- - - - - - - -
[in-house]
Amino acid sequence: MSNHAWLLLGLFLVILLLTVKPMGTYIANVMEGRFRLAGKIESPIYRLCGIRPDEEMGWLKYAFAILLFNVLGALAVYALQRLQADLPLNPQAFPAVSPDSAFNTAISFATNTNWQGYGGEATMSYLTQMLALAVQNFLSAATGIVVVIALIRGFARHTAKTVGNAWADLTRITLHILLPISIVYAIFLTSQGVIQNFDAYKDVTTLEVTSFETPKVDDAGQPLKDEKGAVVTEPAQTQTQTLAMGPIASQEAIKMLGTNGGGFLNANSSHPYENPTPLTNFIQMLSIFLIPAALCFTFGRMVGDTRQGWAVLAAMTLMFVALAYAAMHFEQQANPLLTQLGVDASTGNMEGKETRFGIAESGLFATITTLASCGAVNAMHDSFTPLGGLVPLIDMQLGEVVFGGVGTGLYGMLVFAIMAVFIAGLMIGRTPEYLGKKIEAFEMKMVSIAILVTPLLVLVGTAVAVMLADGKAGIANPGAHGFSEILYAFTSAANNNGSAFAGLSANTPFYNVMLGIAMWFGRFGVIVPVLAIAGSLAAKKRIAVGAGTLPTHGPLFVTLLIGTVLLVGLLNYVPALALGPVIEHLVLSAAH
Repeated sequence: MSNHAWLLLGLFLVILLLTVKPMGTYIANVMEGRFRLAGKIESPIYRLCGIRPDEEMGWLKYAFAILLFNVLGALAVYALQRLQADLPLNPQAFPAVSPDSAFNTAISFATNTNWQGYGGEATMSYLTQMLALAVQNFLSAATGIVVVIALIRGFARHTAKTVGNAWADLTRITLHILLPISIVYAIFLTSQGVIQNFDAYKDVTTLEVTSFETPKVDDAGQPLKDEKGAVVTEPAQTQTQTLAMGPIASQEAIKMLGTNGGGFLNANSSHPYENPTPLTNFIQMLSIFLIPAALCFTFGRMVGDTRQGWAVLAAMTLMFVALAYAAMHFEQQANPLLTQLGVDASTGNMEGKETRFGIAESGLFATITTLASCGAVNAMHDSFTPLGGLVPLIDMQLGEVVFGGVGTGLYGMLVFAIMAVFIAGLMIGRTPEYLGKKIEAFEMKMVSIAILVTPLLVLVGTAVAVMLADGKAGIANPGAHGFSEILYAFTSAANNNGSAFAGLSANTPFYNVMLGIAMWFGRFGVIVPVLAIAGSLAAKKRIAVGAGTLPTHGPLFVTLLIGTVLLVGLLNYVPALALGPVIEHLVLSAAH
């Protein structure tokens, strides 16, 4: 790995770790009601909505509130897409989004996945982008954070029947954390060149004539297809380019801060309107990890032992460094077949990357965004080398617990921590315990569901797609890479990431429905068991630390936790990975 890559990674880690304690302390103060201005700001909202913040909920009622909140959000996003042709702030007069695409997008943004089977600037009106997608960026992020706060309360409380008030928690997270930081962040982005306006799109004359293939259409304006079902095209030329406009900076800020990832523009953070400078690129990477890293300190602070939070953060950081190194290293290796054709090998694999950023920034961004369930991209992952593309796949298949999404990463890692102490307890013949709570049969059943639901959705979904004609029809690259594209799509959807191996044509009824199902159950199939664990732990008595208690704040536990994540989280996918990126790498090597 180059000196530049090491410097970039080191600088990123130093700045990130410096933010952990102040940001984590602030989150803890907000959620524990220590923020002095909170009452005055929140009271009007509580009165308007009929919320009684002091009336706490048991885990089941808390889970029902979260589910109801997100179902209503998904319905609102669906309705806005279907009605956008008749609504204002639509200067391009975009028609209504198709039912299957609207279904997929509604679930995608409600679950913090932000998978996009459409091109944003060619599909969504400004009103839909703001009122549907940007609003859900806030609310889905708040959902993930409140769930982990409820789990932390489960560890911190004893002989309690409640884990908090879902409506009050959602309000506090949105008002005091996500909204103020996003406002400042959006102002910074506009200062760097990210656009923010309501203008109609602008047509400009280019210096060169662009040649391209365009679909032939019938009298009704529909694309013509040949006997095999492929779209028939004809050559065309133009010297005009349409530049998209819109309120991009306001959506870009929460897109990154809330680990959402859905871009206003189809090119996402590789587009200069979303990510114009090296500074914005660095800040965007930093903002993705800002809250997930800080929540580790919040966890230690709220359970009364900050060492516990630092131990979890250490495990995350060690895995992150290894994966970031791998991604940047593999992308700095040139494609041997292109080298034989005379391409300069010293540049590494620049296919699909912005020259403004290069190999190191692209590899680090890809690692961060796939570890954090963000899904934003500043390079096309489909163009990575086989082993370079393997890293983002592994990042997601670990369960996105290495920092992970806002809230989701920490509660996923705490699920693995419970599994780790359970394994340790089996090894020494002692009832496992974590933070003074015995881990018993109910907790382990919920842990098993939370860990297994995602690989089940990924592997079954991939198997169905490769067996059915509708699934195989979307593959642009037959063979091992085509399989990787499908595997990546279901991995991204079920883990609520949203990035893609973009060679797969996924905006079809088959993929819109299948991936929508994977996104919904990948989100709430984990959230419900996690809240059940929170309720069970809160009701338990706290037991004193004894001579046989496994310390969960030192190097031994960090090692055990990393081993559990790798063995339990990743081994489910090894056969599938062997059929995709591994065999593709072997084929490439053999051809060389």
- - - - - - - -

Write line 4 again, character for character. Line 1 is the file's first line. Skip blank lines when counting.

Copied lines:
């Protein structure tokens, strides 16, 4: 790995770790009601909505509130897409989004996945982008954070029947954390060149004539297809380019801060309107990890032992460094077949990357965004080398617990921590315990569901797609890479990431429905068991630390936790990975 890559990674880690304690302390103060201005700001909202913040909920009622909140959000996003042709702030007069695409997008943004089977600037009106997608960026992020706060309360409380008030928690997270930081962040982005306006799109004359293939259409304006079902095209030329406009900076800020990832523009953070400078690129990477890293300190602070939070953060950081190194290293290796054709090998694999950023920034961004369930991209992952593309796949298949999404990463890692102490307890013949709570049969059943639901959705979904004609029809690259594209799509959807191996044509009824199902159950199939664990732990008595208690704040536990994540989280996918990126790498090597 180059000196530049090491410097970039080191600088990123130093700045990130410096933010952990102040940001984590602030989150803890907000959620524990220590923020002095909170009452005055929140009271009007509580009165308007009929919320009684002091009336706490048991885990089941808390889970029902979260589910109801997100179902209503998904319905609102669906309705806005279907009605956008008749609504204002639509200067391009975009028609209504198709039912299957609207279904997929509604679930995608409600679950913090932000998978996009459409091109944003060619599909969504400004009103839909703001009122549907940007609003859900806030609310889905708040959902993930409140769930982990409820789990932390489960560890911190004893002989309690409640884990908090879902409506009050959602309000506090949105008002005091996500909204103020996003406002400042959006102002910074506009200062760097990210656009923010309501203008109609602008047509400009280019210096060169662009040649391209365009679909032939019938009298009704529909694309013509040949006997095999492929779209028939004809050559065309133009010297005009349409530049998209819109309120991009306001959506870009929460897109990154809330680990959402859905871009206003189809090119996402590789587009200069979303990510114009090296500074914005660095800040965007930093903002993705800002809250997930800080929540580790919040966890230690709220359970009364900050060492516990630092131990979890250490495990995350060690895995992150290894994966970031791998991604940047593999992308700095040139494609041997292109080298034989005379391409300069010293540049590494620049296919699909912005020259403004290069190999190191692209590899680090890809690692961060796939570890954090963000899904934003500043390079096309489909163009990575086989082993370079393997890293983002592994990042997601670990369960996105290495920092992970806002809230989701920490509660996923705490699920693995419970599994780790359970394994340790089996090894020494002692009832496992974590933070003074015995881990018993109910907790382990919920842990098993939370860990297994995602690989089940990924592997079954991939198997169905490769067996059915509708699934195989979307593959642009037959063979091992085509399989990787499908595997990546279901991995991204079920883990609520949203990035893609973009060679797969996924905006079809088959993929819109299948991936929508994977996104919904990948989100709430984990959230419900996690809240059940929170309720069970809160009701338990706290037991004193004894001579046989496994310390969960030192190097031994960090090692055990990393081993559990790798063995339990990743081994489910090894056969599938062997059929995709591994065999593709072997084929490439053999051809060389």